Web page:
I spent this afternoon with an old friend in her classroom of kindergarten kids running a science session. It was a lot more fun and a lot less daunting than I had anticipated.
It turns out that young children are a lot like academics – very keen to make a 10 minute comment disguised as a question and then be congratulated for their nugget of wisdom.
I ran a session focused on weather and clouds. We learned about reading a weather map, made our own and then dressed the classroom teacher up in a schizophrenic outfit according to the weather symbols we were adding to our map of Australia. Then we discussed how a cloud forms, made a cloud in a bottle and drew a diagram of our experiment.
It was a blast! The kids told me all about where they were born, the time their grandma’s house flooded, and invited me back to play after school.
They were charming and snotty and smart and silly all at the same time. They’d wow me by saying that clouds form from evaporating water and then insist that turtles can walk over clouds, which are actually made out of cotton. At the end, they all decided they wanted to become scientists.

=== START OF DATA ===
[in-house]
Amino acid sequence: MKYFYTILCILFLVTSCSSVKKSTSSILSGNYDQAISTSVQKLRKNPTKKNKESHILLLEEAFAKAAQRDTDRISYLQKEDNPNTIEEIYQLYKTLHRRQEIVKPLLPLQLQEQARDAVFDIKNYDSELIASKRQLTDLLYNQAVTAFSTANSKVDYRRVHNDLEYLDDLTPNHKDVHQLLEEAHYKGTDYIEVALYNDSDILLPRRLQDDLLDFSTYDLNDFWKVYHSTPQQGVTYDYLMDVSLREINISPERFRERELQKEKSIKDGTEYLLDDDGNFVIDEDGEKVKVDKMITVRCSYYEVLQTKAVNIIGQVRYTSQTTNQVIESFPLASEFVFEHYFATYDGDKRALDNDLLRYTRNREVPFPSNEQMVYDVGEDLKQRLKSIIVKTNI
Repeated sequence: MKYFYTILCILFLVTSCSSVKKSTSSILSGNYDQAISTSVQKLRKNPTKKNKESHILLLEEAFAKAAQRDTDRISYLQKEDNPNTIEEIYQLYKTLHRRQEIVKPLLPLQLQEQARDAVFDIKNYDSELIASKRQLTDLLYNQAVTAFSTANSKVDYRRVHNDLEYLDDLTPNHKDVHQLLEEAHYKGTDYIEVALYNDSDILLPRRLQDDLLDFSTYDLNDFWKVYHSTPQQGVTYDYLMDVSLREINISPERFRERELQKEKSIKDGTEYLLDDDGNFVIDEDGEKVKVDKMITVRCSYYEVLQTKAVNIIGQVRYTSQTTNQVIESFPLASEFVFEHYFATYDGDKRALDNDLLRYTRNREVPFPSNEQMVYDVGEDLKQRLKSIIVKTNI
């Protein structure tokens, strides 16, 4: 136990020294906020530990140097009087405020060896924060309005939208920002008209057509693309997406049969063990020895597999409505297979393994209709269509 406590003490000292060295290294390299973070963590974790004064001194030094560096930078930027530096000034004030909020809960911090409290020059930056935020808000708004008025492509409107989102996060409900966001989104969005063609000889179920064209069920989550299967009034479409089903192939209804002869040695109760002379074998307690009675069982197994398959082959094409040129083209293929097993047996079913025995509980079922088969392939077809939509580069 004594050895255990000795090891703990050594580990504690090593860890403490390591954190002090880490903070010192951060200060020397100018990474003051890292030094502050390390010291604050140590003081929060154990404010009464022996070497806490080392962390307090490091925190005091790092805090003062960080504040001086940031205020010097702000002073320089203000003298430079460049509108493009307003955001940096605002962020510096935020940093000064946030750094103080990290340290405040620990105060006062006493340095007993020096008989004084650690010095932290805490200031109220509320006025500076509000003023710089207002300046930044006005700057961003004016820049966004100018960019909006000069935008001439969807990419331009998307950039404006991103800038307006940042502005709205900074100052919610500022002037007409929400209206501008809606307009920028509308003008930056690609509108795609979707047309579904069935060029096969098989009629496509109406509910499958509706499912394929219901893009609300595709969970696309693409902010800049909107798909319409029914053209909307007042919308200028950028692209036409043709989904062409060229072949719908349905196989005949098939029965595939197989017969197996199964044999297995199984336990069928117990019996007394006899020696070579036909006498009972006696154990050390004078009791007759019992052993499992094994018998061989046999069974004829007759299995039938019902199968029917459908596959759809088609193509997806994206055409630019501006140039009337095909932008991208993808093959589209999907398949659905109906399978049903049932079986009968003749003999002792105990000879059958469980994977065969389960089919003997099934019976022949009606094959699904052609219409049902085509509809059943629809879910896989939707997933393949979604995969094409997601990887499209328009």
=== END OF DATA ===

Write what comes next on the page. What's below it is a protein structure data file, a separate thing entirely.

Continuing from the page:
I’ve done a fair chunk of outreach and science communication, ranging from speaking on panels, talking with high school students, writing op-eds and meeting with politicians. But talking to young children about science is uniquely joyful and exhausting!
Kids won’t give up until you’ve explained something properly and then heard their take on it. They are also not afraid to put up their hands just to tell you they’ve forgotten what they wanted to say but that it was pretty great anyway.
Children are also natural scientists – they love learning and they love the world. Spending time with littlies is a great reminder of the spark that ignited a lifelong love of science. Now I just need a few days off to recover from the charming snot and I’ll be ready to get back to academic science.